On this day in 1970, Vol fans picked up their newspapers (Knoxville had two in those days, the Journal in the morning and the KN-S in the afternoon) and read of the previous day’s hiring of Bill Battle as the new head coach of the Volunteers.

There were no social media in those days, so there were snippets on the previous evening’s news, with the real analysis being left to the sportswriters of the competing newspapers.

Russ Bebb called Battle the “sleeper” in a group that included assistants Doug Knotts and Jimmy Dunn, like Battle, each of them members of the Doug Dickey staff.

Battle ended up getting the call, lasting until the end of the 1976 season, before starting a highly successful business in collegiate licensing.

On this day way back when, no one knew exactly how events would transpire over the ensuing years. It was the beginning of a new era in Vol football, covered extensively by the historians of that day and even those of more recent years.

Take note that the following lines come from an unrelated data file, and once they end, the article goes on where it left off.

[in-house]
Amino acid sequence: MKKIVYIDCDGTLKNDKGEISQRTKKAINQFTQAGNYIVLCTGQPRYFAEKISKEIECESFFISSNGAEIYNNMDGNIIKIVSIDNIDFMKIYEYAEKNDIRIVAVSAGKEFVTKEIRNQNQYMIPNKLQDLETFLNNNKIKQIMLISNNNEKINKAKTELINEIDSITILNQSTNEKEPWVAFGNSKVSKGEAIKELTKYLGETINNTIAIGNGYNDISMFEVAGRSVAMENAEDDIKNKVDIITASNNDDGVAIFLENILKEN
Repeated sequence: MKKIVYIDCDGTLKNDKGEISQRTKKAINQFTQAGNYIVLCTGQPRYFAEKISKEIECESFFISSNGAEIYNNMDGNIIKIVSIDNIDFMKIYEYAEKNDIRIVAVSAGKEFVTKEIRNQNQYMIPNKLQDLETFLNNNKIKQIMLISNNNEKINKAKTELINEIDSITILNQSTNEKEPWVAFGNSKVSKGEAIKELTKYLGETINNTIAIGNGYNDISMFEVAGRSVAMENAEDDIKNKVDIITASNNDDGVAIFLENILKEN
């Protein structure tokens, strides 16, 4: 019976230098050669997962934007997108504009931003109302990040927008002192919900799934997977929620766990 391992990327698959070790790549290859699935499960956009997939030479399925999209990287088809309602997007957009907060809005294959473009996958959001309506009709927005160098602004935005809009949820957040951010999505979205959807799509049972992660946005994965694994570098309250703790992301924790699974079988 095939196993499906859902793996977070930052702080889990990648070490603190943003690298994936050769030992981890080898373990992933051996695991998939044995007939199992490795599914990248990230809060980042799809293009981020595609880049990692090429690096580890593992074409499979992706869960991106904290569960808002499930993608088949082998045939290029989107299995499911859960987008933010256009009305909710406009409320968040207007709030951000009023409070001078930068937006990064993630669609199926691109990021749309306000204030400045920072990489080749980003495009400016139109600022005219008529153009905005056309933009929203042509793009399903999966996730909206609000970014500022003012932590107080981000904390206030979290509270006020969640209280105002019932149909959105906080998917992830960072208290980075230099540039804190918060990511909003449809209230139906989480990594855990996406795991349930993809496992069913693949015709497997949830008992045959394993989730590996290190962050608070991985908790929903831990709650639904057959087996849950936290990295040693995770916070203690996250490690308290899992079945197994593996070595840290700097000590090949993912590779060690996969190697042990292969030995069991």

Wednesday, Jan. 4, 2017

“The Ernie and Bernie Show”

Tennessee opened the 1976-77 SEC season this night with a 73-69 win over Vanderbilt at Memorial Gym in Nashville.

The Vols swept Kentucky and Vanderbilt that season and won the SEC with a 16-2 record. The only losses in the conference were at Georgia and at Florida. It was a memorable time. The win over Kentucky came in the Vols’ first visit to Rupp Arena.

Tennessee and UCLA played a Sunday afternoon contest at the Omni in Atlanta, with the Bruins winning 103-89.

The “Bernie and Ernie Show” was in full swing, with a ticket to Tennessee games at Stokely Center being a priceless commodity. For the season, the Vols shot 53.5% from the field.

The Vols finished 15th in the AP poll and 8th in UPI.

Tuesday, Jan. 3, 2017

“A Rough Win”

Did anybody remember that the Tennessee-Oklahoma game in the 1939 Orange Bowl was played on Jan. 2? Termed one of the roughest bowl game ever with more than 200 yards assessed against the two teams, 130 against the Vols.